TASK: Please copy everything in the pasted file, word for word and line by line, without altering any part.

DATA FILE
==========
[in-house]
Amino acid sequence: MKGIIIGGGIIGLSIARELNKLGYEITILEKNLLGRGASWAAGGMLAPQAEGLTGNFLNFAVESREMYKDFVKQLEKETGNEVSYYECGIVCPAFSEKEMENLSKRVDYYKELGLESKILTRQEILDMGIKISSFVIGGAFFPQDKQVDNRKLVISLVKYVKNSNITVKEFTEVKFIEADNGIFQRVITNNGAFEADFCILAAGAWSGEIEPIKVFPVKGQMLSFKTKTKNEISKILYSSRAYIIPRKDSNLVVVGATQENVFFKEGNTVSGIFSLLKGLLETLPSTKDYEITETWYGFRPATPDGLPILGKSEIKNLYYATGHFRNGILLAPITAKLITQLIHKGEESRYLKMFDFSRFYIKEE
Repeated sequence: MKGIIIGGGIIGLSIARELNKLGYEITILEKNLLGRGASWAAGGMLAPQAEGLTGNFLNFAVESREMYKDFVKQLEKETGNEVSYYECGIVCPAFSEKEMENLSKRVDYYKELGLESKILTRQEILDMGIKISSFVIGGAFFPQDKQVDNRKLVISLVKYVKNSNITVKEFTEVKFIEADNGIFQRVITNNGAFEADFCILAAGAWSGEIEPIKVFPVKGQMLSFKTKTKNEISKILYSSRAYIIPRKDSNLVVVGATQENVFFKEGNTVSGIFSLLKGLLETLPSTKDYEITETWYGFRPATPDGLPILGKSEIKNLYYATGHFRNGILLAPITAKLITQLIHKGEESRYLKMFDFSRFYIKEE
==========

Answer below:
[in-house]
Amino acid sequence: MKGIIIGGGIIGLSIARELNKLGYEITILEKNLLGRGASWAAGGMLAPQAEGLTGNFLNFAVESREMYKDFVKQLEKETGNEVSYYECGIVCPAFSEKEMENLSKRVDYYKELGLESKILTRQEILDMGIKISSFVIGGAFFPQDKQVDNRKLVISLVKYVKNSNITVKEFTEVKFIEADNGIFQRVITNNGAFEADFCILAAGAWSGEIEPIKVFPVKGQMLSFKTKTKNEISKILYSSRAYIIPRKDSNLVVVGATQENVFFKEGNTVSGIFSLLKGLLETLPSTKDYEITETWYGFRPATPDGLPILGKSEIKNLYYATGHFRNGILLAPITAKLITQLIHKGEESRYLKMFDFSRFYIKEE
Repeated sequence: MKGIIIGGGIIGLSIARELNKLGYEITILEKNLLGRGASWAAGGMLAPQAEGLTGNFLNFAVESREMYKDFVKQLEKETGNEVSYYECGIVCPAFSEKEMENLSKRVDYYKELGLESKILTRQEILDMGIKISSFVIGGAFFPQDKQVDNRKLVISLVKYVKNSNITVKEFTEVKFIEADNGIFQRVITNNGAFEADFCILAAGAWSGEIEPIKVFPVKGQMLSFKTKTKNEISKILYSSRAYIIPRKDSNLVVVGATQENVFFKEGNTVSGIFSLLKGLLETLPSTKDYEITETWYGFRPATPDGLPILGKSEIKNLYYATGHFRNGILLAPITAKLITQLIHKGEESRYLKMFDFSRFYIKEE